This video describes how the normal thousands-of-years-long balance of new ice creation and melting due to ocean currents has been disrupted recently by warmer ocean currents. As a result, glacier tongues that overhang the interface between ice and ocean are breaking off and falling into the ocean.

In this activity, students use authentic Arctic climate data to unravel some causes and effects related to the seasonal melting of the snowpack and to further understand albedo.

This is a basic animation/simulation with background information about the greenhouse effect by DAMOCLES. The animation has several layers to it that allow users to drill into more detail about the natural greenhouse effect and different aspects of it, including volcanic aerosols and human impacts from burning fossil fuels.

In this classroom activity, students analyze visualizations and graphs that show the annual cycle of plant growth and decline. They explore patterns of annual change for the globe and several regions in each hemisphere that have different land cover and will match graphs that show annual green-up and green-down patterns with a specific land cover type.

This activity teaches students about the albedo of surfaces and how it relates to the ice-albedo feedback effect. During an experiment, students observe the albedo of two different colored surfaces by measuring the temperature change of a white and black surface under a lamp.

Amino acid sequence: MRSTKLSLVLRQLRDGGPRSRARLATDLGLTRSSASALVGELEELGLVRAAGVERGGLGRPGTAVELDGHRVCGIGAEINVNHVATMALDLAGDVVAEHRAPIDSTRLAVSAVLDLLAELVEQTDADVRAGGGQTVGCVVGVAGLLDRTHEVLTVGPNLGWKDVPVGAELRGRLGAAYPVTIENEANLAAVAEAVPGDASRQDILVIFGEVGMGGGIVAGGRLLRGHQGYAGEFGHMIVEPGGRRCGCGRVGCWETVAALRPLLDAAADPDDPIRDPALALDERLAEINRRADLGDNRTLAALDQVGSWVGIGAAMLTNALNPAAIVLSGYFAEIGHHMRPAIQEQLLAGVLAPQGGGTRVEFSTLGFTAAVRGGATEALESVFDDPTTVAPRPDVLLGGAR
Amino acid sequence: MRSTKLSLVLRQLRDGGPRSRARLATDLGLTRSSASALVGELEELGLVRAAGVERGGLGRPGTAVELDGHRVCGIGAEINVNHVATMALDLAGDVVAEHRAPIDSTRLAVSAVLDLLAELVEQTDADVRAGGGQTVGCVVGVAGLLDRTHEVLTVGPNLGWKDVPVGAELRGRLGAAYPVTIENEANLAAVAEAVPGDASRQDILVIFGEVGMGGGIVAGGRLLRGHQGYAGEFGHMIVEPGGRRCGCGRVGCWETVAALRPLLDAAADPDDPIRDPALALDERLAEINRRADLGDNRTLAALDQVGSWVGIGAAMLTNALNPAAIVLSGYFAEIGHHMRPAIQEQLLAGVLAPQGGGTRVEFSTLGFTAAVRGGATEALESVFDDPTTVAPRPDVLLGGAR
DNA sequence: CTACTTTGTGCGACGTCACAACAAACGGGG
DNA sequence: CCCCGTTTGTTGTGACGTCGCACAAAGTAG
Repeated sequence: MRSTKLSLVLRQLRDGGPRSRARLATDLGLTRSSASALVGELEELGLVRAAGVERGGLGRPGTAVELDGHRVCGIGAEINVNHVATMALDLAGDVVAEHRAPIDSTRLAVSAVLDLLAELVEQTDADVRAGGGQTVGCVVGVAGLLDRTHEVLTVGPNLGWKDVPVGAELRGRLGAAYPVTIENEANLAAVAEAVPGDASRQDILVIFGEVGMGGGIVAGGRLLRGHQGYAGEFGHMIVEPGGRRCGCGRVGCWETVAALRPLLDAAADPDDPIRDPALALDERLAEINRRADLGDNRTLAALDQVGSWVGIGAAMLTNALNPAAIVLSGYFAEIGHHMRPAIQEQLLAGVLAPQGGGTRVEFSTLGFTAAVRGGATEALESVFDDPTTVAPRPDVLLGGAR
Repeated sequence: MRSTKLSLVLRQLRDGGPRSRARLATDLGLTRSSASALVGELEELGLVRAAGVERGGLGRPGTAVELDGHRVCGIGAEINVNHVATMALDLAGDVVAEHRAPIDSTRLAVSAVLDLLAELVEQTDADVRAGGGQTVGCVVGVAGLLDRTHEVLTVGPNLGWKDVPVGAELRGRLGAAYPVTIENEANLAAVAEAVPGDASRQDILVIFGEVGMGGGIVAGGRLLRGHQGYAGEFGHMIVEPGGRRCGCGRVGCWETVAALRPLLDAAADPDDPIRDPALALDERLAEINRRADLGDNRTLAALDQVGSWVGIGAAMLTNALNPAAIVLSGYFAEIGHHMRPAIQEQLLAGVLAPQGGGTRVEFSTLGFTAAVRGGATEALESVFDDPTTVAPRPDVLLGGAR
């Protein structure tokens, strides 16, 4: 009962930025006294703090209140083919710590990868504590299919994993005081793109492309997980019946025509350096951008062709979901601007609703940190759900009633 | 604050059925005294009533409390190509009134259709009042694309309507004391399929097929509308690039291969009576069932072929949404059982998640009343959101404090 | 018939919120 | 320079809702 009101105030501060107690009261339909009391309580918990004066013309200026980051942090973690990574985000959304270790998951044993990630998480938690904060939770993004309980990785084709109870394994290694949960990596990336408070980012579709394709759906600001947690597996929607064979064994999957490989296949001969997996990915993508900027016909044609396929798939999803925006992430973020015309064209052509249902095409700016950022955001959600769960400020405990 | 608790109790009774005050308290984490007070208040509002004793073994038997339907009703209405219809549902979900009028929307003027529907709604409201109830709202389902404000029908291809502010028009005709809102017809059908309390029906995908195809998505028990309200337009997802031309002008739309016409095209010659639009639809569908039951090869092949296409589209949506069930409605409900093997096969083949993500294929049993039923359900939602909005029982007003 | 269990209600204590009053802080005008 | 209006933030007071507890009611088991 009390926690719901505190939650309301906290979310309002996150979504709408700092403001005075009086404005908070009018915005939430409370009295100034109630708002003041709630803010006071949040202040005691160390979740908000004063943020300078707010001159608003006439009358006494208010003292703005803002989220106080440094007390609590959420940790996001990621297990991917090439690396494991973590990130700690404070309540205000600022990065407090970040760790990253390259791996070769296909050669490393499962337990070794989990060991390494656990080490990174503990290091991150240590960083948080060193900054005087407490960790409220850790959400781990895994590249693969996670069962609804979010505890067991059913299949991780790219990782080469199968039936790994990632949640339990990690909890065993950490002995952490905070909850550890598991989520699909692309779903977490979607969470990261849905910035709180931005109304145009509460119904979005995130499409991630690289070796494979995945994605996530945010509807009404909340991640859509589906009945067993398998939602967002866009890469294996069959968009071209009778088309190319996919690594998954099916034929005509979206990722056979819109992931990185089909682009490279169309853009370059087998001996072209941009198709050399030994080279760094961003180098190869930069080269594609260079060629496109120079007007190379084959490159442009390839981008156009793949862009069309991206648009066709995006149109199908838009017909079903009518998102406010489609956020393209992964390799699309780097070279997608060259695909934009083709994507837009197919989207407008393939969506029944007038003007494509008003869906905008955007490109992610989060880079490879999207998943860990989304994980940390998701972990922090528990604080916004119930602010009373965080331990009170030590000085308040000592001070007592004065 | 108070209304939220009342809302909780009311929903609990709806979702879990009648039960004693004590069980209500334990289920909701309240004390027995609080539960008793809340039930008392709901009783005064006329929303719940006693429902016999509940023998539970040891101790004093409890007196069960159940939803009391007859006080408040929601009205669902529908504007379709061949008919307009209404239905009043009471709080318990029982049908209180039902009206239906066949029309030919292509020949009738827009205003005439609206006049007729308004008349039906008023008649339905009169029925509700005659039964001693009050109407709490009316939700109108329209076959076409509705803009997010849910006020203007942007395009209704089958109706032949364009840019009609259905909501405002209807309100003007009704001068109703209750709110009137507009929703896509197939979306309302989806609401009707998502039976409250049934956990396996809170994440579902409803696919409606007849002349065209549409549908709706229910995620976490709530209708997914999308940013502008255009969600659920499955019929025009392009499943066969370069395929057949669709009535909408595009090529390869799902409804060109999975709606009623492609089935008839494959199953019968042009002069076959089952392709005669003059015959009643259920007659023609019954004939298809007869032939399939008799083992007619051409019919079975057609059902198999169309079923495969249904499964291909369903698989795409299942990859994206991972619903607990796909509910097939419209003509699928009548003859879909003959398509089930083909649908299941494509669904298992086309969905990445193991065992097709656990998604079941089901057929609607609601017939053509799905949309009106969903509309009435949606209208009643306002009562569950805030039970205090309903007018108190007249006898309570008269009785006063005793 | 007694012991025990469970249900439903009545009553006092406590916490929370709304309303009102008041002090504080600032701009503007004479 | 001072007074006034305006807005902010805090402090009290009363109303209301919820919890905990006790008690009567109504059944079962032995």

This video is simple in its appearance, but it contains a wealth of relevant information about global climate models.

This static visualization shows that the global carbon cycle is determined by the interactions of climate, the environment, and Earth's living systems at many levels, from molecular to global.

This interactive follows carbon as it moves through various components of the carbon cycle.

This short, engaging video created by NASA presents a complex topic via a simple analogy. The idea of positive and negative feedback is demonstrated by Daisyworld - a world with black and white flowers growing on it.

In this activity, students explore the way that human activities have changed the way that carbon is distributed in Earth's atmosphere, lithosphere, biosphere and hydrosphere.

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